The INEOS Insight, holding 27,500 cubic metres of shale gas, docked at Grangemouth in Scotland last week. As a vessel it is as impressive as it is imposing, and yet it is also a tangible symbol of the confusion in Britain’s industrial policy.
Manufacturing as a share of UK GDP has halved in the last 10 years – something that communities up and down this country can attest to. One of the culprits behind this decline has been uncompetitive energy costs, with the price we pay for natural gas double that in the US and with our electricity prices for heavy industry among the highest in Europe.
These costs pose a massive disadvantage for UK industry but are also symptomatic of a wider problem. The UK is facing an impending energy crisis. The last coal plants in this country will be shut down by 2025 with no specific replacement identified. Meanwhile, the government has largely abandoned renewable projects (still too costly to have their subsidies removed) in order to pursue nuclear energy at Hinkley Point.
It is this situation that mandates the widespread use of natural gas throughout our economy. Gas is keeping the lights on, our homes heated and manufacturing going. However, production of gas from the North Sea is in freefall and the UK now imports nearly 60 per cent of its gas from abroad – a proportion that is both rising and increasingly coming from unstable and undemocratic regimes.
It could be so different. The US economy has been transformed by the exploitation of on-shore shale gas and the UK has the same opportunity. This gas can be extracted safely and without damage to our treasured rural landscape just as it is today in the Marcellus shale field in rural Pennsylvania. This one resource now produces 2.5 times the UK’s gas consumption each day. The coming shale gas shipments to the UK show that we need this fracked gas. And yet we are happy to pay the financial and carbon costs of import rather than do it here ourselves, reap the rewards and at the same time impose our world-leading environmental and safety standards.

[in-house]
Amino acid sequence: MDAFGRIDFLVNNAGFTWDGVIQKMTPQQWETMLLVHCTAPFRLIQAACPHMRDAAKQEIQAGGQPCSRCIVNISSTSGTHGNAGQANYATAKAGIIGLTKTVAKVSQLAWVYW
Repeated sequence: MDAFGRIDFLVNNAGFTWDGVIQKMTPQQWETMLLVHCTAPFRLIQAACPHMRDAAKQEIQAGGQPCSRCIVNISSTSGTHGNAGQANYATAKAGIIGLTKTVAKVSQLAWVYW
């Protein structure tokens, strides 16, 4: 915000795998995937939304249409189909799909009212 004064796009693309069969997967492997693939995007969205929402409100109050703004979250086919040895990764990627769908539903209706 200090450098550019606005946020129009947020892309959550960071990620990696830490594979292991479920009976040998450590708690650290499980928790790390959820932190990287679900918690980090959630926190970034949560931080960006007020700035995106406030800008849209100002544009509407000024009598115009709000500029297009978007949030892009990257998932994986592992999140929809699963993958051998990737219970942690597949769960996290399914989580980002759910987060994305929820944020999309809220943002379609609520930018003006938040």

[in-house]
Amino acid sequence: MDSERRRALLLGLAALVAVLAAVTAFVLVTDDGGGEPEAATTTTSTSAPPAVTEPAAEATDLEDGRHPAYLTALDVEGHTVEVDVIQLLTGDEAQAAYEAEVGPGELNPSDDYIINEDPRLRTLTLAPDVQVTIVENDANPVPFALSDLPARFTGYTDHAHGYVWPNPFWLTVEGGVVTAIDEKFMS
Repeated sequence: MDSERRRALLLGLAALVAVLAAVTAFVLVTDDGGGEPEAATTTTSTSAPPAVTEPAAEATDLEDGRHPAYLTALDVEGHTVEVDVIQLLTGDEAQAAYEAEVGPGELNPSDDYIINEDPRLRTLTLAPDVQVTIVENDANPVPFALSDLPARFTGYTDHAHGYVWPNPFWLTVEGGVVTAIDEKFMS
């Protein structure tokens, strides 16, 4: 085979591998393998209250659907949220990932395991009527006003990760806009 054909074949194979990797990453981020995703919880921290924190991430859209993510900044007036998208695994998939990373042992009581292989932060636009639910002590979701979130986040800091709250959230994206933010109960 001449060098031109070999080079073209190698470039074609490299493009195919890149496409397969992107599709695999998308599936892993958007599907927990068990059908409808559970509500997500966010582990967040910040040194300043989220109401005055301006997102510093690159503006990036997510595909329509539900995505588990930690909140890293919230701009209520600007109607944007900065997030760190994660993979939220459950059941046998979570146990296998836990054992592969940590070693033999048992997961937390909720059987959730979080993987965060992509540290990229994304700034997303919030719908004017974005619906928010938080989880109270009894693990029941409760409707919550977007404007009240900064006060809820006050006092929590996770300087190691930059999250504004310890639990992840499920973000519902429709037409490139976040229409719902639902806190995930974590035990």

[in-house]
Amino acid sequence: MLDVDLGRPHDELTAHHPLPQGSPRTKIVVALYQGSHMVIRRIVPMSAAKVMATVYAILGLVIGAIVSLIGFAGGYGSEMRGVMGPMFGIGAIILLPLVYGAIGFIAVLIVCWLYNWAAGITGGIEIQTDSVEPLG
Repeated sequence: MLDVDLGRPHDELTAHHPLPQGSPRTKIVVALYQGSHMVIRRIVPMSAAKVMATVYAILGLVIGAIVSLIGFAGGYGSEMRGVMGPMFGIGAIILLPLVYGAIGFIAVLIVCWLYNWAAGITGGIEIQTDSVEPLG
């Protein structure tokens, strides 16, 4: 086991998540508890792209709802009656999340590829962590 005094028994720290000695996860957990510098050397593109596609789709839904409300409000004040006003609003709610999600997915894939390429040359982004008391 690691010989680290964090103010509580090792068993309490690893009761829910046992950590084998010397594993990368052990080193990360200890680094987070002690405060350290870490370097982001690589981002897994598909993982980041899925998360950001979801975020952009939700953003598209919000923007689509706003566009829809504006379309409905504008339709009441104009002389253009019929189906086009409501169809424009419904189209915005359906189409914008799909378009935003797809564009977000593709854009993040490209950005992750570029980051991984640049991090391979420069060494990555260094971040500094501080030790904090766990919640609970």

To harness the same benefits seen in the US, we need to show leadership now and ensure investment goes to our communities and workers instead of leaving the country. To make this happen, now is the time for action. But not the action we saw last week from the Labour Party. To coincide with the arrival of the Insight, Labour renounced the benefits of shale by pledging to ban fracking in the event that they win the next general election. The GMB union called Labour’s decision “madness”.
I cannot conceive of a worse betrayal of the industrial communities of this country than to deny this potential lifeblood to UK manufacturing. Shale gas can be the difference between more closures like Redcar and Port Talbot and the flourishing of UK industry.
This week I am at the Conservative Party conference to call on the government to work with the shale industry to kick-start our economy and show Labour’s sclerotic energy plans for the economic sabotage that they are.
Gas is critical for the UK and we need to develop our own resources to ensure that we can all continue to enjoy the lifestyle that we have come to expect, whatever Brexit and the wider future may bring.
We would ask that the governments in London and Edinburgh show the same courage to do what is right for this country despite opposition from a vocal minority. Leadership now can see Scottish, Welsh and northern communities reap the benefits and end a vicious circle of decline. Let’s not waste this opportunity to put our future in our hands.